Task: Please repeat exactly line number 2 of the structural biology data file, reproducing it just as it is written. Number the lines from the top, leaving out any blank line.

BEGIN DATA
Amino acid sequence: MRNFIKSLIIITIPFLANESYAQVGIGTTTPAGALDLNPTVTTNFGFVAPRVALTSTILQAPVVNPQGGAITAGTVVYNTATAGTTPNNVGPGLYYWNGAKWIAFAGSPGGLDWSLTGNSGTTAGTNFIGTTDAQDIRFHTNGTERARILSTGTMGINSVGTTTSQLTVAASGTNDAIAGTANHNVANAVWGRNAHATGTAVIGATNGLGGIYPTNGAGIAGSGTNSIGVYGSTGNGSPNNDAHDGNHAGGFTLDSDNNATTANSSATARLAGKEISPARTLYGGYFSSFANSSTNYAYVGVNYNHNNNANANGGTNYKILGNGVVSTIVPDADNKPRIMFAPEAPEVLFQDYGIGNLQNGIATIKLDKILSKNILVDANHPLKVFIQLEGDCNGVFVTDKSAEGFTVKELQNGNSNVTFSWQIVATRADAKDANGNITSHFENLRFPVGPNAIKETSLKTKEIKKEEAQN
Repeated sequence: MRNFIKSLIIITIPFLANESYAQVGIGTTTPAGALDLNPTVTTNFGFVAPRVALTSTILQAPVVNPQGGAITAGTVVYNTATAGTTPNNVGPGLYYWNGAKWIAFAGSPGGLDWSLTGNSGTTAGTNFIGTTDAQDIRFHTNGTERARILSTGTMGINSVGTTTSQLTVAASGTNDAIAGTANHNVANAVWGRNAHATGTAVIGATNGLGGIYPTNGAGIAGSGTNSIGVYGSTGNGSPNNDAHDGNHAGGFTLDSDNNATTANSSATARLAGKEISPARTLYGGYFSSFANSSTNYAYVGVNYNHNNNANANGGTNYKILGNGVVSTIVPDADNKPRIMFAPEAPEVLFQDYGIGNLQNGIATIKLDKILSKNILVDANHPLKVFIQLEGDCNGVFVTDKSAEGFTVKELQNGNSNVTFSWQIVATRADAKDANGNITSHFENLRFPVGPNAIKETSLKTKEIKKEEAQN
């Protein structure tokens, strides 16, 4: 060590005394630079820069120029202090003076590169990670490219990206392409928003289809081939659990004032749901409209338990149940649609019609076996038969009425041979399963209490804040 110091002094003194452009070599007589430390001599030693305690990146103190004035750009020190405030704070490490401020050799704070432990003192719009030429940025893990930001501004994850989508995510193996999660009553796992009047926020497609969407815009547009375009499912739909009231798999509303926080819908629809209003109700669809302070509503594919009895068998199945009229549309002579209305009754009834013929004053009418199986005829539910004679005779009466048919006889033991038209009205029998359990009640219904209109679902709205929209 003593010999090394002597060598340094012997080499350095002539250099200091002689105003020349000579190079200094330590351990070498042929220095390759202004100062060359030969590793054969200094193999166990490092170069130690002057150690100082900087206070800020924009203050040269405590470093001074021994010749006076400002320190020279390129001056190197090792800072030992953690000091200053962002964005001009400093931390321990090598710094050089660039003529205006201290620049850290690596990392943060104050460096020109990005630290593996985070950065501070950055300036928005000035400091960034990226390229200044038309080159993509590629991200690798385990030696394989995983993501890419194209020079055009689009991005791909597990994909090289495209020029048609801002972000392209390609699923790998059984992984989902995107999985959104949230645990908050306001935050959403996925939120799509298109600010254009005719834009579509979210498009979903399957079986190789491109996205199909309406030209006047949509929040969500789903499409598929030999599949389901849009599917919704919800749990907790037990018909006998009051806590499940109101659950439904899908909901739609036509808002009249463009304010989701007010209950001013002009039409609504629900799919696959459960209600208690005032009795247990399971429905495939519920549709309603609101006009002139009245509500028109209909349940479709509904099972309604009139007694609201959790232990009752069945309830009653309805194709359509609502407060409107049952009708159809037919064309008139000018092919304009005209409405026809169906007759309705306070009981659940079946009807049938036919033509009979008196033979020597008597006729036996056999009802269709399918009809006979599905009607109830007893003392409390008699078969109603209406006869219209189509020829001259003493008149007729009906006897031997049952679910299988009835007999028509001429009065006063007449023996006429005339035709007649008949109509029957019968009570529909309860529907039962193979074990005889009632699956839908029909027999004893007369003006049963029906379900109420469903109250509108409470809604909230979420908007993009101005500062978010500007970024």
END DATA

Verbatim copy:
Repeated sequence: MRNFIKSLIIITIPFLANESYAQVGIGTTTPAGALDLNPTVTTNFGFVAPRVALTSTILQAPVVNPQGGAITAGTVVYNTATAGTTPNNVGPGLYYWNGAKWIAFAGSPGGLDWSLTGNSGTTAGTNFIGTTDAQDIRFHTNGTERARILSTGTMGINSVGTTTSQLTVAASGTNDAIAGTANHNVANAVWGRNAHATGTAVIGATNGLGGIYPTNGAGIAGSGTNSIGVYGSTGNGSPNNDAHDGNHAGGFTLDSDNNATTANSSATARLAGKEISPARTLYGGYFSSFANSSTNYAYVGVNYNHNNNANANGGTNYKILGNGVVSTIVPDADNKPRIMFAPEAPEVLFQDYGIGNLQNGIATIKLDKILSKNILVDANHPLKVFIQLEGDCNGVFVTDKSAEGFTVKELQNGNSNVTFSWQIVATRADAKDANGNITSHFENLRFPVGPNAIKETSLKTKEIKKEEAQN